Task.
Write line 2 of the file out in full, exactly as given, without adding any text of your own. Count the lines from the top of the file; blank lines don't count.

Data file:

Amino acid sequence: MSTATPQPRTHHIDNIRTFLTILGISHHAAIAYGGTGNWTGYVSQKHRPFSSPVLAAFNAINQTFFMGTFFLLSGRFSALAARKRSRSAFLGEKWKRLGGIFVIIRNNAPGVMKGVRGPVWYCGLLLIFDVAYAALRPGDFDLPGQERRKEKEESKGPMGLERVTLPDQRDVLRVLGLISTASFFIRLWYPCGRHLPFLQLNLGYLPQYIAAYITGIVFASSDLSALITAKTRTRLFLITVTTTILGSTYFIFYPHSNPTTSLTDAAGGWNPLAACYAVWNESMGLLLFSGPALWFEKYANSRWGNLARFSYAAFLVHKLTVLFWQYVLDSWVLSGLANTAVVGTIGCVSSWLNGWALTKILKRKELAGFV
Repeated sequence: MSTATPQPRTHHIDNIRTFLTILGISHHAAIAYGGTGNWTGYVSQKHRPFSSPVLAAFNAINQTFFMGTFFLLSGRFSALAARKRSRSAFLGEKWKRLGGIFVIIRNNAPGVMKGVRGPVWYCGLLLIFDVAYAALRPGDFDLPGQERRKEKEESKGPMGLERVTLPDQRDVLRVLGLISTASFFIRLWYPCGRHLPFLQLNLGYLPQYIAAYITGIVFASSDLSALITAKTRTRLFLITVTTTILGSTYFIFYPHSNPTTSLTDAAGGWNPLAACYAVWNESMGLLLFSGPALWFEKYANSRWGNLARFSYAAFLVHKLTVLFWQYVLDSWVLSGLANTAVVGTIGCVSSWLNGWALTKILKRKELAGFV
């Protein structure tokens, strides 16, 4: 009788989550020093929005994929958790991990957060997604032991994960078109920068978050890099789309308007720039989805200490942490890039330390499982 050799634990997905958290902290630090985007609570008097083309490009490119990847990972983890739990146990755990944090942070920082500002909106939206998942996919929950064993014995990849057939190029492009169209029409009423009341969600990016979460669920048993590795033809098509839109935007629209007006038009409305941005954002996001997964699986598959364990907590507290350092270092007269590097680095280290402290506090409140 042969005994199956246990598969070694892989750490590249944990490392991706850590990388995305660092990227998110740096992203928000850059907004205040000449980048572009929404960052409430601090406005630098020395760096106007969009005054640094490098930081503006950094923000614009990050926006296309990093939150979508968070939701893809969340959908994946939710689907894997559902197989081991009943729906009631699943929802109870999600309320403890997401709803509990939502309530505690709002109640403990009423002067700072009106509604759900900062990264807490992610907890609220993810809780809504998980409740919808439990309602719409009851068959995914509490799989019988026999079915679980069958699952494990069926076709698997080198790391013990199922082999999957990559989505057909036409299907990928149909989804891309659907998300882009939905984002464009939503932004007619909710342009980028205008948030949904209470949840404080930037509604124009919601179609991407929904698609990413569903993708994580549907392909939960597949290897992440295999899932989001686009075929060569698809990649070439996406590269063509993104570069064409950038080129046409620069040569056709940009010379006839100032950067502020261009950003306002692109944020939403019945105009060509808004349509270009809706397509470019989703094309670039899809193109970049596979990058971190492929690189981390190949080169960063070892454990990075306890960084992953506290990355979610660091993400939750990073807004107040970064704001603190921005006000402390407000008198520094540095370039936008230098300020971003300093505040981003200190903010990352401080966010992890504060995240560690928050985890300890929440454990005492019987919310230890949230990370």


Repeated sequence: MSTATPQPRTHHIDNIRTFLTILGISHHAAIAYGGTGNWTGYVSQKHRPFSSPVLAAFNAINQTFFMGTFFLLSGRFSALAARKRSRSAFLGEKWKRLGGIFVIIRNNAPGVMKGVRGPVWYCGLLLIFDVAYAALRPGDFDLPGQERRKEKEESKGPMGLERVTLPDQRDVLRVLGLISTASFFIRLWYPCGRHLPFLQLNLGYLPQYIAAYITGIVFASSDLSALITAKTRTRLFLITVTTTILGSTYFIFYPHSNPTTSLTDAAGGWNPLAACYAVWNESMGLLLFSGPALWFEKYANSRWGNLARFSYAAFLVHKLTVLFWQYVLDSWVLSGLANTAVVGTIGCVSSWLNGWALTKILKRKELAGFV